When NAB Convention planners got a look at the keynote speech that actor/director Tim Robbins planned to deliver yesterday, they apparently got nervous and suggested that he instead take part in a one-on-one interview by a veteran journalist. Robbins agreed, but urged on by audience applause, Robbins shifted gears again delivered his original speech – one that could fairly be called a left-wing diatribe, but also funny and, at times, not suitable for broadcast without a few bleeps.
In his tongue-in-cheek address, Robbins apologized to Rush Limbaugh, Sean Hannity and other talk radio hosts for having been so wrong about the Iraq war. With hindsight, Robbins said he can now see that American troops were welcomed with open arms in Iraq, democracy has flourished in the Middle East and the US is enjoying a robust economy. “I was a left-wing dupe of appeasement. How wrong I was,” he said.
Robbins noted that the NAB Convention schedule said he would be talking about “the changing face of entertainment and how new distribution and content creation opportunities will impact Hollywood and other industries,” but “I don’t know what the fuck that means,” so he talked about what he does care about.
Delivering his own unique history of broadcasting, Robbins recalled how Edward R. Murrow ended his war-time broadcasts from London with “Good night and good luck,” and added that he also used the less remembered, “Die you Nazi cocksuckers.” It was definitely a speech that would not pass muster with the FCC if broadcast.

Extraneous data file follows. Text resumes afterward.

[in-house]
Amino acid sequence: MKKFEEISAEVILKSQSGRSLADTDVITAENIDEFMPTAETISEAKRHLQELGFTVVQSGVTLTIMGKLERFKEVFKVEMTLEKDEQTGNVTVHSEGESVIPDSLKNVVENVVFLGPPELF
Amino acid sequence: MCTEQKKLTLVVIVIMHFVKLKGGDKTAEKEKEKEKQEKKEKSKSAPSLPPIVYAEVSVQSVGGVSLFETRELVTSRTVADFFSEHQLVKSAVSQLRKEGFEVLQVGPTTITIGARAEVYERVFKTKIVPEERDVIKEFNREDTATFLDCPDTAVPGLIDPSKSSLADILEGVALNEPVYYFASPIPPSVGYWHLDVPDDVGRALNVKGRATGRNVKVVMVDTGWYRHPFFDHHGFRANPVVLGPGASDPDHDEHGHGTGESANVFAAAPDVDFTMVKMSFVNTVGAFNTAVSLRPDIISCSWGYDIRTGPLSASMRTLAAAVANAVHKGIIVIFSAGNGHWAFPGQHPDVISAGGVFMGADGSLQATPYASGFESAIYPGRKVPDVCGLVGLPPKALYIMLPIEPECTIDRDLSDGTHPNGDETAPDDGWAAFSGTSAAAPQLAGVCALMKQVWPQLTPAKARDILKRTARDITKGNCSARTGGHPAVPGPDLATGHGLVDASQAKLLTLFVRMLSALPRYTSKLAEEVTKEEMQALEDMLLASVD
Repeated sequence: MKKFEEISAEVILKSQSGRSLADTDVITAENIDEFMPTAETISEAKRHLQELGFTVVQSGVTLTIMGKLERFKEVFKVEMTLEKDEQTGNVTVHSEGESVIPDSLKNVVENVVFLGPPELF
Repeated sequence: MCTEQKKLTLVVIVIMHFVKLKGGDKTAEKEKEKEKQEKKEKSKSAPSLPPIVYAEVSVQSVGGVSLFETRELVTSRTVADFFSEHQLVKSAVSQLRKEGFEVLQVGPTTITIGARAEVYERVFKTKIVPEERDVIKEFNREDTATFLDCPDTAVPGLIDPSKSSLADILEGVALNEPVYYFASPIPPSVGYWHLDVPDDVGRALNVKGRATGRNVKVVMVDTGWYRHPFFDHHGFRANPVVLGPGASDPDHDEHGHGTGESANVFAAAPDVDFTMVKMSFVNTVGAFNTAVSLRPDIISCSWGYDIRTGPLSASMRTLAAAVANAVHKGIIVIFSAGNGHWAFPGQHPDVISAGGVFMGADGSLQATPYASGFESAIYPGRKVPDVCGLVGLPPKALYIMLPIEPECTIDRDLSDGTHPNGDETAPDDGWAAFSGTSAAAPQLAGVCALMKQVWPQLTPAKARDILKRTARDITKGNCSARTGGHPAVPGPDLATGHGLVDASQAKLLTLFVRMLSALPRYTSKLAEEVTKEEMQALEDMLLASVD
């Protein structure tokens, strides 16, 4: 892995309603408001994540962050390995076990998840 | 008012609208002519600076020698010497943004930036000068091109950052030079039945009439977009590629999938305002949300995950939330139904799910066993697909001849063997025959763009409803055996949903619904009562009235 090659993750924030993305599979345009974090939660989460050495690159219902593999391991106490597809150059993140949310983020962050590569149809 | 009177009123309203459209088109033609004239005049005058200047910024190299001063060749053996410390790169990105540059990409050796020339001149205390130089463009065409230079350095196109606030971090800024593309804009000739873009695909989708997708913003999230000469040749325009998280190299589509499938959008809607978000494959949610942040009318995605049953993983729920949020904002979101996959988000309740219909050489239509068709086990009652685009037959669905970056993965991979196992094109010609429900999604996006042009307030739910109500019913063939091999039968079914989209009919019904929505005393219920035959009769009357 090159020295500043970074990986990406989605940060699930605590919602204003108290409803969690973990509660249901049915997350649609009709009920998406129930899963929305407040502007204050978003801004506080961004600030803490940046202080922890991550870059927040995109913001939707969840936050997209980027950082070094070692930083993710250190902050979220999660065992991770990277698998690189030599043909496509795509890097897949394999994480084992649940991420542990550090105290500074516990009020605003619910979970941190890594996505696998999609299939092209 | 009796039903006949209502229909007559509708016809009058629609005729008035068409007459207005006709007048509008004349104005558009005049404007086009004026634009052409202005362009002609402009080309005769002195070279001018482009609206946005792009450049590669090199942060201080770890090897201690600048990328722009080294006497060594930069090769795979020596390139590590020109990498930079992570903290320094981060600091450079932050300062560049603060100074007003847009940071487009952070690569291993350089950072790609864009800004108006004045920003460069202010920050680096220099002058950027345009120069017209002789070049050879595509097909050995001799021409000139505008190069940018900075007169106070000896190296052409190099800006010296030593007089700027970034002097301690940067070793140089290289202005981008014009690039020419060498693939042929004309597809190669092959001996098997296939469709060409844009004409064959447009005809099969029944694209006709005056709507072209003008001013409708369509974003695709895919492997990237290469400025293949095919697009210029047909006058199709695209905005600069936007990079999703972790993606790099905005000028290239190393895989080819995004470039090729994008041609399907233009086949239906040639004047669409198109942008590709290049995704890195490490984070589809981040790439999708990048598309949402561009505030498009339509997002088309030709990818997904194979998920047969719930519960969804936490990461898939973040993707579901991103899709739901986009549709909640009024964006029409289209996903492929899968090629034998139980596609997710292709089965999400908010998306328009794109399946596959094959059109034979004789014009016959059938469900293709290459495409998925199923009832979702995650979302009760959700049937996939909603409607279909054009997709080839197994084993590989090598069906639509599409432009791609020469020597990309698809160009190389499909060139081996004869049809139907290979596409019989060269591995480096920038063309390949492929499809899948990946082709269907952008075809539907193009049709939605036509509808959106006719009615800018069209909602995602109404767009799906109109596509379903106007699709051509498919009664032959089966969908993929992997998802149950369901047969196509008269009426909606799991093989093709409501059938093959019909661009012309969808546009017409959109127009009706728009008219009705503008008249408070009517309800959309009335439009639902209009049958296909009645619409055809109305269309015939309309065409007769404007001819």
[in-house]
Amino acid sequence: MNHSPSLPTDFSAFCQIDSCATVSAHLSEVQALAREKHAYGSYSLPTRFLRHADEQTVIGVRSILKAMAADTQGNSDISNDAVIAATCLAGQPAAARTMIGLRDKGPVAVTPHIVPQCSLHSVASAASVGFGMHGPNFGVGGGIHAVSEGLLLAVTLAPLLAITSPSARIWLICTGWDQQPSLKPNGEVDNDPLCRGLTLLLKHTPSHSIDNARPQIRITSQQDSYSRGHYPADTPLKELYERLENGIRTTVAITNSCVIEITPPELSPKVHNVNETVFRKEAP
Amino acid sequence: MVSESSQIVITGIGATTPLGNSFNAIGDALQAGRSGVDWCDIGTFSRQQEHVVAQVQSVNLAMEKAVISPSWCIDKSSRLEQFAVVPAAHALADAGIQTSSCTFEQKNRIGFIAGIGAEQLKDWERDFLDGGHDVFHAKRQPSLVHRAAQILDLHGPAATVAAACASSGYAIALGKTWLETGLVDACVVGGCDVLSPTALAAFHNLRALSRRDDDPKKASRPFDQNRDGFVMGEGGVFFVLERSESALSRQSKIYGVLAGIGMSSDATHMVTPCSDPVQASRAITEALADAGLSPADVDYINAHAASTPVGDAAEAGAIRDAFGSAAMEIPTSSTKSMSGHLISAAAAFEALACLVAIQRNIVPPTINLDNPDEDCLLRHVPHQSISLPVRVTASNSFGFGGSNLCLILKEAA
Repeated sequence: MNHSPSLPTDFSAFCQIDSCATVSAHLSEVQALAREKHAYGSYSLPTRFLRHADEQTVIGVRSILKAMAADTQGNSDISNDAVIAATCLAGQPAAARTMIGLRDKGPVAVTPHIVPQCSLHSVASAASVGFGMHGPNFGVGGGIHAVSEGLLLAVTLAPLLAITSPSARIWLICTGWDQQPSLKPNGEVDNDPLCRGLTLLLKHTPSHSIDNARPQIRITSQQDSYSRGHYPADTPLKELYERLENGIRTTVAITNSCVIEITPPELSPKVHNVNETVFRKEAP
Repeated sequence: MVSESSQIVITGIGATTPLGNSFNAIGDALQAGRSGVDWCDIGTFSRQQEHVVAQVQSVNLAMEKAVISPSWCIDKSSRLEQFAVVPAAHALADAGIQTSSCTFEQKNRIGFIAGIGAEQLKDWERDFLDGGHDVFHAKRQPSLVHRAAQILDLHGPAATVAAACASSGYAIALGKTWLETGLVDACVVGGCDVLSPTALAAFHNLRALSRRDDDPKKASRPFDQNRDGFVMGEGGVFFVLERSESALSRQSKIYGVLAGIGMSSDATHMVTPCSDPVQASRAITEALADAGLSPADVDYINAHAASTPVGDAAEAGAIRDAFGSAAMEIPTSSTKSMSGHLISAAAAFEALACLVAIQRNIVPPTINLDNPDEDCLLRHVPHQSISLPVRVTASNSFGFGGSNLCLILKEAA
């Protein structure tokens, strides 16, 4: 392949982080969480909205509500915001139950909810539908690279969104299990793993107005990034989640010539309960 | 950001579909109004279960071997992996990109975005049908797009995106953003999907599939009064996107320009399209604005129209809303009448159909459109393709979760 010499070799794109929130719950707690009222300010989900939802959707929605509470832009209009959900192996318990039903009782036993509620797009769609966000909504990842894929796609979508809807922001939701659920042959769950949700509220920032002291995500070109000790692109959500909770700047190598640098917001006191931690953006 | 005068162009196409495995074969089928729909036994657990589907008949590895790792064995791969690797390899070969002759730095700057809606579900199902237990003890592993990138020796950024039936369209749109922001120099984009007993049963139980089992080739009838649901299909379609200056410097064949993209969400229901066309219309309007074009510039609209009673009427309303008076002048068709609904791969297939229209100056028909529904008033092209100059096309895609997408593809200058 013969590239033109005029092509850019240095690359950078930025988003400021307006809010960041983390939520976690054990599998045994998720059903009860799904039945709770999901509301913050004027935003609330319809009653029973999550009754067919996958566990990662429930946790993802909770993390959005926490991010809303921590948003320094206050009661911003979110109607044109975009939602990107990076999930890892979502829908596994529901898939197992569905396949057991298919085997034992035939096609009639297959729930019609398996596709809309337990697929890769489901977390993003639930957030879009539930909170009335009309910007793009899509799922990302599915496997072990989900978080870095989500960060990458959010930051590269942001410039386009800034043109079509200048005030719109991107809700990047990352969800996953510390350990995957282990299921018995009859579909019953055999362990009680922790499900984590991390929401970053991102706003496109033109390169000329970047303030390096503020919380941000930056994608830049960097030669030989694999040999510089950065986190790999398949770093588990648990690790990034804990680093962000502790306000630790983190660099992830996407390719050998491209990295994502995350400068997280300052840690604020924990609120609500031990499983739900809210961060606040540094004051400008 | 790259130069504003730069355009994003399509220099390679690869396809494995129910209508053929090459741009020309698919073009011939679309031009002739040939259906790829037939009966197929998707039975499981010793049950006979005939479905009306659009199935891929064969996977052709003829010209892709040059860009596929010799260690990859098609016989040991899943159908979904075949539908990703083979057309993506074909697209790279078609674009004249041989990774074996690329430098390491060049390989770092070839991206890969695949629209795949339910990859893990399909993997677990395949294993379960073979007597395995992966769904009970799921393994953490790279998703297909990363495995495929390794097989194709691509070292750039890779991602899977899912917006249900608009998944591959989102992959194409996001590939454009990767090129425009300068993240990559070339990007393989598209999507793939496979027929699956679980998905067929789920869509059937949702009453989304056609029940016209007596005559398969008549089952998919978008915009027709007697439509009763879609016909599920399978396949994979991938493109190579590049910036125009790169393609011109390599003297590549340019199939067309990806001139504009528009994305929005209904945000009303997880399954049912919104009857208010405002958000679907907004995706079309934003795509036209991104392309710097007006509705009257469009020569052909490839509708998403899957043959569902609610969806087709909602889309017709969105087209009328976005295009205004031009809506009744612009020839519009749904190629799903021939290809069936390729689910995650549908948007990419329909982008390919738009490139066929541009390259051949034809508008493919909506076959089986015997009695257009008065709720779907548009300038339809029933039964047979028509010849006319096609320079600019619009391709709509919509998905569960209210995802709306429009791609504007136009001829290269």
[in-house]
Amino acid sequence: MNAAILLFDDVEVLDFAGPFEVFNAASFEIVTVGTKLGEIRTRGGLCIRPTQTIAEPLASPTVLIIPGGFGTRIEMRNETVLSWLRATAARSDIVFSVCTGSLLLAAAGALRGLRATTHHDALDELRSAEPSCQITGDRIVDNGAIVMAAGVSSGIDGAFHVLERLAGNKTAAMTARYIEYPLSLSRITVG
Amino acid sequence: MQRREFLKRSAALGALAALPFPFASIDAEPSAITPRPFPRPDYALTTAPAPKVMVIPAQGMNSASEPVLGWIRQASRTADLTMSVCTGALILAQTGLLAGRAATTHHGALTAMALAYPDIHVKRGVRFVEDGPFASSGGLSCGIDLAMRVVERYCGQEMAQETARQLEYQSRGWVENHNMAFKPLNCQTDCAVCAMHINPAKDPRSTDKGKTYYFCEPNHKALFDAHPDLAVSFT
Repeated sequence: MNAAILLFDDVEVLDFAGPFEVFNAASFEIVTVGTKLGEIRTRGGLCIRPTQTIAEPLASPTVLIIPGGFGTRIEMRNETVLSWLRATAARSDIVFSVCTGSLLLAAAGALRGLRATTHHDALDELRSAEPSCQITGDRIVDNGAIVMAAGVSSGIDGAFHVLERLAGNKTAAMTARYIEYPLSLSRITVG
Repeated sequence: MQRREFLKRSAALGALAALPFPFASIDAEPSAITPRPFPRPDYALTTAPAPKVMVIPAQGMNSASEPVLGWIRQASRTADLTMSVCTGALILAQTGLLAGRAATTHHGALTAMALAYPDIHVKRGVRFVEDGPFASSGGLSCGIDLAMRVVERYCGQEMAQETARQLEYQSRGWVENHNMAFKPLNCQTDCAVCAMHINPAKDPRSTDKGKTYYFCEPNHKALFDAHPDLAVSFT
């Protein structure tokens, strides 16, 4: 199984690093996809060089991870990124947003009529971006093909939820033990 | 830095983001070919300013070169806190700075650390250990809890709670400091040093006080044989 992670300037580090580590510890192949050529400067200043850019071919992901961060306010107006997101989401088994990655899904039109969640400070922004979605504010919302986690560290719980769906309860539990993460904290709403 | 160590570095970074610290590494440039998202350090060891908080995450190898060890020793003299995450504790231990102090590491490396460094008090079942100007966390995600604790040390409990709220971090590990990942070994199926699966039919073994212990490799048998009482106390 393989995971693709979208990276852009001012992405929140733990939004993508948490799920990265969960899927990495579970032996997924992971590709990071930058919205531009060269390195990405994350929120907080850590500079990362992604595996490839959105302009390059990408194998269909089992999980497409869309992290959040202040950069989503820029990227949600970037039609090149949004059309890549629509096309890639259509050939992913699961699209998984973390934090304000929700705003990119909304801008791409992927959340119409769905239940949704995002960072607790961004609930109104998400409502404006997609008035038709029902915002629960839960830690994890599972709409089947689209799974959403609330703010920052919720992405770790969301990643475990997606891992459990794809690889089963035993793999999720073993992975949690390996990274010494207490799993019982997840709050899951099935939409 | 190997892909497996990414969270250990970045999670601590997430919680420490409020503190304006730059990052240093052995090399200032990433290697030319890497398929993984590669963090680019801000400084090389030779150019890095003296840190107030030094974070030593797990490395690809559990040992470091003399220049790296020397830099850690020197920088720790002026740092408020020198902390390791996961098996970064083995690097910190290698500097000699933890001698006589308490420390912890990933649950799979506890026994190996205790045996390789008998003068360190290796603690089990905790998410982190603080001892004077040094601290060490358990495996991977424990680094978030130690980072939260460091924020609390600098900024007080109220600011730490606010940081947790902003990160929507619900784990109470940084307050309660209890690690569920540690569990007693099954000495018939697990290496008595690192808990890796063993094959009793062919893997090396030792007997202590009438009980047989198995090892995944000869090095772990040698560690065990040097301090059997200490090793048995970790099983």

But Robbins didn’t have much liking for the FCC anyway, attacking both Democrat and Republican administrations for media deregulation. He joked that the new media outlets now available to consumers threaten to undo all of the “good work” of consolidation and deregulation. “Just when we were getting close to a national playlist for our music,” these new outlets have given consumers choice he said. And as much as he joked throughout the presentation, it was clear that Robbins is not happy with the state of US broadcasting. “We are at an abyss as an industry and a country,” he said in a somber wrap-up.
RBR/TVBR observation: No, we don’t agree with a lot of what Tim Robbins had to say. So what? We don’t agree with everything that Rush or Sean have to say either – and we also enjoy hearing what’s on their minds. We doubt that Tim Robbins really understands the ramifications of bringing back the Fairness Doctrine. He’s quite blinded by his own biases in claiming that there is a lack of diverse viewpoints presented today by US broadcasters. But so be it. Let him speak and let the audience judge.